Different art forms have always had a habit of cross-fertilising. In the first half of this concert, paintings by Van Gogh and Picasso inspired two pieces of contemporary music in quite different ways.

My first experience of HK Gruber was over 35 years ago when a performance of Frankenstein!! saw Simon Rattle leaping off the podium to join in the vocals. If anything is going to entice you into the wonders of contemporary music, it would be these sorts of antics. Gruber uses a wide variety of musical styles, so we can hear, for example, hints of tonal, atonal, serial, jazz and cabaret music in his pieces. Busking was written in 2007 for the unfeasibly versatile trumpeter Håkan Hardenberger, and received its belated London première with Hardenberger in the driving seat at this Prom. Gruber's busking theme was created by taking a basic trumpet concerto format and then adding banjo and accordion, and setting this against a stylistic backdrop inspired by Picasso's painting Three Musicians.

As if to accentuate Gruber's sense of the unorthodox, the piece opens with a jaunty dance-like motif played cheekily on just the mouthpiece of the trumpet, sounding much like a kazoo, which caused giggles from the audience. Hardenberger was masterful, switching between two trumpets and flugelhorn and demonstrating great virtuosity and drive in the outer movements with a wonderful sense of melancholy in the second. Oramo and the strings of the BBCSO were excellent partners, showing careful balance between orchestra and soloists with appropriate sharpness and acidity, particularly in the caustic third movement. The playing was first-class throughout, with Hardenberger capturing the direct and angular style of the music, neatly mirroring Picasso's genre, and Mats Bergström on banjo and Claudia Buder on accordion were wonderfully engaging, dynamic and supportive as secondary soloists. This was an energetic and provocative piece, brilliantly played.

The music of Henri Dutilleux is some of the most colourful and captivating of the last century. He developed his own distinctive sound world following on from other 20th-century greats such as Debussy and Ravel as well as Berg and Bartók. Dutilleux was always open to a wide range of influences and inspirations, rejecting serialism and favouring the fluid and vivid effects created by tone colours and harmonies.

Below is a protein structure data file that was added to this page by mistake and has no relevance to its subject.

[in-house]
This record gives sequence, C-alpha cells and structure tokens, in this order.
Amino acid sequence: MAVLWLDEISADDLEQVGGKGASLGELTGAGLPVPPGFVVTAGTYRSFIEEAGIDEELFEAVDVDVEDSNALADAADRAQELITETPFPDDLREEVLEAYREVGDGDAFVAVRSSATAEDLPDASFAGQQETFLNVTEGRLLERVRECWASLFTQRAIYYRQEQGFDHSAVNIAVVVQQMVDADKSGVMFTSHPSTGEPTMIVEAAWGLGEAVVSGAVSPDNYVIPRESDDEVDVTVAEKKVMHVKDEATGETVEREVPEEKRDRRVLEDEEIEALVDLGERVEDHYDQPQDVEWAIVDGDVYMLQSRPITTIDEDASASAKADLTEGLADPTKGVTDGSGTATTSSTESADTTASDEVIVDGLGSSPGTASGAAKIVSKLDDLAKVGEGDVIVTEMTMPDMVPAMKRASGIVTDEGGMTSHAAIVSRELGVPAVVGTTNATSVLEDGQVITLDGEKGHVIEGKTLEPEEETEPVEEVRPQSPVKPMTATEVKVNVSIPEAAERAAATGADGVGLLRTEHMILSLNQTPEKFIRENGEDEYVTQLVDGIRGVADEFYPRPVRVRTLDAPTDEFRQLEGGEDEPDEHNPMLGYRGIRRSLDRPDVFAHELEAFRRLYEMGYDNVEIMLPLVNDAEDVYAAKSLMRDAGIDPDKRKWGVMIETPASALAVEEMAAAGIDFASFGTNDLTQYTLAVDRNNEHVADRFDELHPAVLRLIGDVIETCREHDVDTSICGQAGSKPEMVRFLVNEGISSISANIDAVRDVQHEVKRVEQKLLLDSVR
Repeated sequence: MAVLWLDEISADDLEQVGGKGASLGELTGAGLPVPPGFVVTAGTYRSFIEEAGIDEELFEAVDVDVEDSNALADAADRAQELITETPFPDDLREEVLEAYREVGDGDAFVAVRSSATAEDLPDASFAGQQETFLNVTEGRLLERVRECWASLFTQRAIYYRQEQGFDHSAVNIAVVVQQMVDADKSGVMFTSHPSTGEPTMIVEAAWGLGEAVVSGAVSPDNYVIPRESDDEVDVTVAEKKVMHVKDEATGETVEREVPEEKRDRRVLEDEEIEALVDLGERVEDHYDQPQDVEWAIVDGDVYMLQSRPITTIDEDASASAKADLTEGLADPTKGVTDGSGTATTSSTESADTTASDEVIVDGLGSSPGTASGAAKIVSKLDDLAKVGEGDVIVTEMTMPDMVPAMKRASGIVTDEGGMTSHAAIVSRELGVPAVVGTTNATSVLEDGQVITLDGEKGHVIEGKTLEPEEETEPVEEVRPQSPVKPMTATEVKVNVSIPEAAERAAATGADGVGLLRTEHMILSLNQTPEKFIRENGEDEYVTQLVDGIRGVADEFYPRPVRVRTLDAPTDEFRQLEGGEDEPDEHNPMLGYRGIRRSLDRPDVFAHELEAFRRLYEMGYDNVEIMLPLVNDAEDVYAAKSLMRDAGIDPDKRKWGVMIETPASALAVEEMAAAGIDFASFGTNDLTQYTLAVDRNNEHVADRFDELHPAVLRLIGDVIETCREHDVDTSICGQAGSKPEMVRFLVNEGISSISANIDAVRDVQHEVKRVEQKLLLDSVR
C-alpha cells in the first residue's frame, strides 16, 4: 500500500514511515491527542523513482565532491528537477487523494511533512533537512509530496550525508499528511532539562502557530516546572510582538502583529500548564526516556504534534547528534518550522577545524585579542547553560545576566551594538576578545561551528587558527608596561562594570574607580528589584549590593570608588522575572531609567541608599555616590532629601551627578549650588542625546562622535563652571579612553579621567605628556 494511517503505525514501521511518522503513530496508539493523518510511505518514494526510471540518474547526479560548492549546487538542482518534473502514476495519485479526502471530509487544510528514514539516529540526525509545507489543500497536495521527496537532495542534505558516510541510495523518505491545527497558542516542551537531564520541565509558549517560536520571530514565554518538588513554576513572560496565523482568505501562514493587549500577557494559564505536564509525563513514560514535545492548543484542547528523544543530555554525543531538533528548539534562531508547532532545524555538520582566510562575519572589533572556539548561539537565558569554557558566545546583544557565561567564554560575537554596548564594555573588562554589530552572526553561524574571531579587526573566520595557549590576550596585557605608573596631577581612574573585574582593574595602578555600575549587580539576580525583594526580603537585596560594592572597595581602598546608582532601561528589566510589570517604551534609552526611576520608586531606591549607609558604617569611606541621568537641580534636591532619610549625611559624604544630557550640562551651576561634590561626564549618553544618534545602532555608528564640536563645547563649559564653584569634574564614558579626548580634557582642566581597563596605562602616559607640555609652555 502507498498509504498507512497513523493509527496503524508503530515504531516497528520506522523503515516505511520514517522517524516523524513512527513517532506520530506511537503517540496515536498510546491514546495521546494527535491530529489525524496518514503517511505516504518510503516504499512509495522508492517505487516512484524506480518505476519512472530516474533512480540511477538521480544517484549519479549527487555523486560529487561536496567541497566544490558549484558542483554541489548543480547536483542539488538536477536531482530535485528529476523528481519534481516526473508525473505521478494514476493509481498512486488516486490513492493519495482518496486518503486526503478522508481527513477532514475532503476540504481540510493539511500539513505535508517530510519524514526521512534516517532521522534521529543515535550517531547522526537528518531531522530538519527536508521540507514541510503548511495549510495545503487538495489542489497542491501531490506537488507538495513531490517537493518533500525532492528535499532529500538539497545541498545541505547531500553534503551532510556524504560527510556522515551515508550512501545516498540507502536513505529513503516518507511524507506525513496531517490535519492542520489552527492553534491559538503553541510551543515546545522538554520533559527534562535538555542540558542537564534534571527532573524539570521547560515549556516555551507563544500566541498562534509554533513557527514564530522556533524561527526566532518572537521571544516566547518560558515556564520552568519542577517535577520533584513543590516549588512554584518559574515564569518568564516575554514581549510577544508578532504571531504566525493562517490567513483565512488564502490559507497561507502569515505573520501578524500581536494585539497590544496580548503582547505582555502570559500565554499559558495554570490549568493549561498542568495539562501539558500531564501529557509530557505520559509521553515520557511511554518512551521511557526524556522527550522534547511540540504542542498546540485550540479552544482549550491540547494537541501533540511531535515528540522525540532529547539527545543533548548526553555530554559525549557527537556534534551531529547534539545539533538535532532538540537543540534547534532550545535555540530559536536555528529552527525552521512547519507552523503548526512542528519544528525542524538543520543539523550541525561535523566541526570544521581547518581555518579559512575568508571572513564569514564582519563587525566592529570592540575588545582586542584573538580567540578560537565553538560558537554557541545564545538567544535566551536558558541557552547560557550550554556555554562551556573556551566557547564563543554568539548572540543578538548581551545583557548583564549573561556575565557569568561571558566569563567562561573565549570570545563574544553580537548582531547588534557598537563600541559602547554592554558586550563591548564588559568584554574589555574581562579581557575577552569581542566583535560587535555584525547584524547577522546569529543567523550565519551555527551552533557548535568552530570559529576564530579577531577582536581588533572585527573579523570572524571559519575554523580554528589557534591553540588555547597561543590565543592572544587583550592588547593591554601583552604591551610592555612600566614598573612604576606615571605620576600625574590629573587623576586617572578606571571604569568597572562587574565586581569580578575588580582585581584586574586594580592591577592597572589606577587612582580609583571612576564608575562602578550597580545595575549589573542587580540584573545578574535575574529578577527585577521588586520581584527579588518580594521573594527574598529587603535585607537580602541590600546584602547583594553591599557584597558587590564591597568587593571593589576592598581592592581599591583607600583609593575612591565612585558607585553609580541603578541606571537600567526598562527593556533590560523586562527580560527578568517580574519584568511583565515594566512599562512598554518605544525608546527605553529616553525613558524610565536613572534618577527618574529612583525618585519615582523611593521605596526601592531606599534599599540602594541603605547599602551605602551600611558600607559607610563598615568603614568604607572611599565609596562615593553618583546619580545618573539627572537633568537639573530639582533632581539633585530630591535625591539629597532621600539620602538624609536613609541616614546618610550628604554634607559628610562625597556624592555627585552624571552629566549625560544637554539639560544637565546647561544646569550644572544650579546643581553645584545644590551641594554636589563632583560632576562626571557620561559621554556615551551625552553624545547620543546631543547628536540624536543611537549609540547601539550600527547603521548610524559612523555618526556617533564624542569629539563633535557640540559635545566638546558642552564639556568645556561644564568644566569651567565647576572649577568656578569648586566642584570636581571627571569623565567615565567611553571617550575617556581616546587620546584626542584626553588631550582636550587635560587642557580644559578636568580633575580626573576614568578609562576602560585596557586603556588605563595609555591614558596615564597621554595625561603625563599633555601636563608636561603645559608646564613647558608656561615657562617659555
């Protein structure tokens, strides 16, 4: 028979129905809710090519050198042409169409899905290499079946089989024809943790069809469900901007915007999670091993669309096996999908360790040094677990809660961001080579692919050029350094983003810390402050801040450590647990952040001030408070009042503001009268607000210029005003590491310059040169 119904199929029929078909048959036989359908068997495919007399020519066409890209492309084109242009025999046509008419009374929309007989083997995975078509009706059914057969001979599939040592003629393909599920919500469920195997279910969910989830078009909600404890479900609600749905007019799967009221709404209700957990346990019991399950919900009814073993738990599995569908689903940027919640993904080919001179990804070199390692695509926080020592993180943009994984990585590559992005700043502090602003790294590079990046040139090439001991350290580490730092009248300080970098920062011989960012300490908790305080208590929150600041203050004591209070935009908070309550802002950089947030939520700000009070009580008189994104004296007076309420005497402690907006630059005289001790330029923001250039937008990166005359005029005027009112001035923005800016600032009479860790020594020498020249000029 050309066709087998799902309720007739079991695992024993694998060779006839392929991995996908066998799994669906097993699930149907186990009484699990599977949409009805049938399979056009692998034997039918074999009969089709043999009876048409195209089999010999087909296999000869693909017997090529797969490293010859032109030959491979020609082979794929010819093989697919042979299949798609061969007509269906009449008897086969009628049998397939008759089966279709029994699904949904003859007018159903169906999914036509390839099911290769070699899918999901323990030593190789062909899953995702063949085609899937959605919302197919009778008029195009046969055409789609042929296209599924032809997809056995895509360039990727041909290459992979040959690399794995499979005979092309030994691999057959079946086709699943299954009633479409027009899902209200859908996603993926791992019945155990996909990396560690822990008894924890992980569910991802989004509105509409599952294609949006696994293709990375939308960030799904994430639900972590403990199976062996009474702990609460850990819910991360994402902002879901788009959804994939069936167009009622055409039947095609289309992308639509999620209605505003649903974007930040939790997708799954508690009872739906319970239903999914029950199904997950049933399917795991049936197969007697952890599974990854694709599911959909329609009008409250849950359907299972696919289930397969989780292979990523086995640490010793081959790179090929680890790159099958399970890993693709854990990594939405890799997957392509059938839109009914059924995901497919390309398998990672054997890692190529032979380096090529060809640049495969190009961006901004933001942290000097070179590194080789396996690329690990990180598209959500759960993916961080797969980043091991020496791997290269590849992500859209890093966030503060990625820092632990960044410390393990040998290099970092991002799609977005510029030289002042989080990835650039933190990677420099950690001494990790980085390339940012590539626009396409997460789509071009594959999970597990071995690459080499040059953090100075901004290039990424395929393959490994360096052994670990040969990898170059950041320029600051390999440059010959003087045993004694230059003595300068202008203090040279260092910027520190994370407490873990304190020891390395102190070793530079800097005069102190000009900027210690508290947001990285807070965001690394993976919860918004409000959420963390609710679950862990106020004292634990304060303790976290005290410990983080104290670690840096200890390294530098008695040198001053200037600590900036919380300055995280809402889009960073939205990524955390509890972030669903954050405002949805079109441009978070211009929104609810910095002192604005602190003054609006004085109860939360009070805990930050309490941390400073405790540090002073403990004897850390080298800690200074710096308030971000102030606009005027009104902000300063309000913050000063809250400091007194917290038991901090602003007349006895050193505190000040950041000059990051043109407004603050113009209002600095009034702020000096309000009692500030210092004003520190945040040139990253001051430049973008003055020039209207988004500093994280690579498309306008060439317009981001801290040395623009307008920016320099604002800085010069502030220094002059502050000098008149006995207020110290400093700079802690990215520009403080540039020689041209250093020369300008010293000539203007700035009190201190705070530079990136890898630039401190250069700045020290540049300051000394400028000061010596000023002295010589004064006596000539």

The latest outing for Dutilleux, in this his centenary year, was his evocative and colouristic expression of the earth and the skies in Timbres, espace, mouvement (tone-colours, space, movement), which opened the concert. The BBCSO under Sakari Oramo were completely at home in this music, producing great swathes of sound and contrasting them with splashes of crystalline clarity. Dutilleux used as inspiration Van Gogh's painting The Starry Night. The dichotomy between earth and skies in the painting is emphasised musically by removing violins and violas, thereby creating a void in the orchestration to represent the empty and static nature of the earth, with wind instruments and percussion swirling around above depicting the "almost cosmic whirling effect" of the celestial movements in Van Gogh's painting. The piece has two main movements, linked by a cello interlude that was written later. Oramo crafted expertly the shifting textures, folding them over each other with subtle sensuousness, and the BBCSO was in superb form creating lush sounds with fine wind solos, wonderfully involved percussion and sonorous strings.

The problem with such a well-known piece as Beethoven's Symphony no. 5 in C minor is that you can sometimes be forgiven for forgetting that it is truly a great piece of music. Finding a different angle can sometimes be interesting, sometimes inspired, sometimes agonising, but not always necessary. Oramo avoided idiosyncrasies, and the BBCSO hit the ground running, making sure that the music did not sound as though it was taken for granted. He set an ideal pace throughout, and created just enough restraint in places to contrast with the building momentum.

The most famous motto in music, the four-note 'Fate knocking at the door' motif, was appropriately assertive, and there was quite a bold but effective announcement of the development section in the first movement. Oramo fashioned a slightly exaggerated but dramatic restatement of the motto and shaped some well-balanced call-and-response passages between different groups of instruments. There was a warm string sound in the second movement with the winds and brass satisfyingly noble, albeit with a very minor pitching issue. The horns were regal in the third movement and there was a thrilling crescendo into the majestic Finale, which thankfully demonstrated proper Beethovenian scrubbing in the strings. Oramo mastered Beethoven's meticulous dynamics, such as distinguishing properly between forte and fortissimo.

This was certainly a full on, 'no holds barred' Beethoven's Fifth, played with enthusiasm and commitment making it a sure-fire way to make sure you didn't go home disappointed.